Wednesday, 3 March 2010
Ashcroft tax bombshell makes case for party funding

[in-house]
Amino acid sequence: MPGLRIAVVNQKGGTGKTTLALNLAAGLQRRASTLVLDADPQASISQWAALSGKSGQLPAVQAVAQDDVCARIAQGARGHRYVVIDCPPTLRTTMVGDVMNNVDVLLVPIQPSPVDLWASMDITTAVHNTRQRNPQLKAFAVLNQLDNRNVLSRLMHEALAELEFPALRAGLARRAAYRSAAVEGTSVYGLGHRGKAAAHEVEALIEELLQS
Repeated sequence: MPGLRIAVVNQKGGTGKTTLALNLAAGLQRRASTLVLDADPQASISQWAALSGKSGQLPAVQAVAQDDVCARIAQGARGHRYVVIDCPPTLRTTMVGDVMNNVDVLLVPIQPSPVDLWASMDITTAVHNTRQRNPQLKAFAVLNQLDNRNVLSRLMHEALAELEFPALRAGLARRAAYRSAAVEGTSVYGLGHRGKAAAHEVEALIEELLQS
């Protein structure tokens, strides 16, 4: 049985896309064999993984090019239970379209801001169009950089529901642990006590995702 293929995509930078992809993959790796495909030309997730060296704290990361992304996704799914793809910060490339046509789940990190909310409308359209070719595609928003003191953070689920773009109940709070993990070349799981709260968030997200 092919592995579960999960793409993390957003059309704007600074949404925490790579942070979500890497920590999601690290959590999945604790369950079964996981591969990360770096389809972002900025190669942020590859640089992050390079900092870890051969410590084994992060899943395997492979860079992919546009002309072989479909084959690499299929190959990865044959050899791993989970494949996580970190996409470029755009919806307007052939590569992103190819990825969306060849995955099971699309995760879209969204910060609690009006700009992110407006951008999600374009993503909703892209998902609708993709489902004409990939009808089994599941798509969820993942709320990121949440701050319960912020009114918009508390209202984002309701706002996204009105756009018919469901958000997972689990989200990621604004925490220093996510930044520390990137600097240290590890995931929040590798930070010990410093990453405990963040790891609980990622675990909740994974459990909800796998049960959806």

Today's news that William Hague misled Tony Blair about Lord Ashcroft's willingness to pay 'millions' in taxes is a further example of the effects of relying on large private donations to fund our political parties. I've also just been reading Peter Watt's Inside Out and the thing that comes out clearly there is the absurd extent to which the Labour Party had to rely on a small number of private donors - and its impact on one of our great political parties - as well as some equally preening trade union leaders for its survival over several years. Such funding is unhealthy for democracy, and a distraction from the proper business of politics. Given that the state already funds political parties to a substantial extent - £4.8 million a year to the Tories and £1.7 million to the LibDems - it is hardly a great leap to increase that funding. There are several options. First, ban large costly political posters. Second, restrict funding and spending to £15 million a year. Third, allow small donations of up to £500 a year for individuals, and match fund them to encourage such participation. And fourth, provide a basic allowance for all parties, including the governing party, to allow them to maintain a reasonable structure, with the level of funding dependent on their votes in the previous general election, with a minimum threshold for funding within each UK nation. The idea that it is better for politics to have the pantomime of Hague's Ashcroft porkies or 'cash for honours' than to bite the bullet of state funding is simply laughable.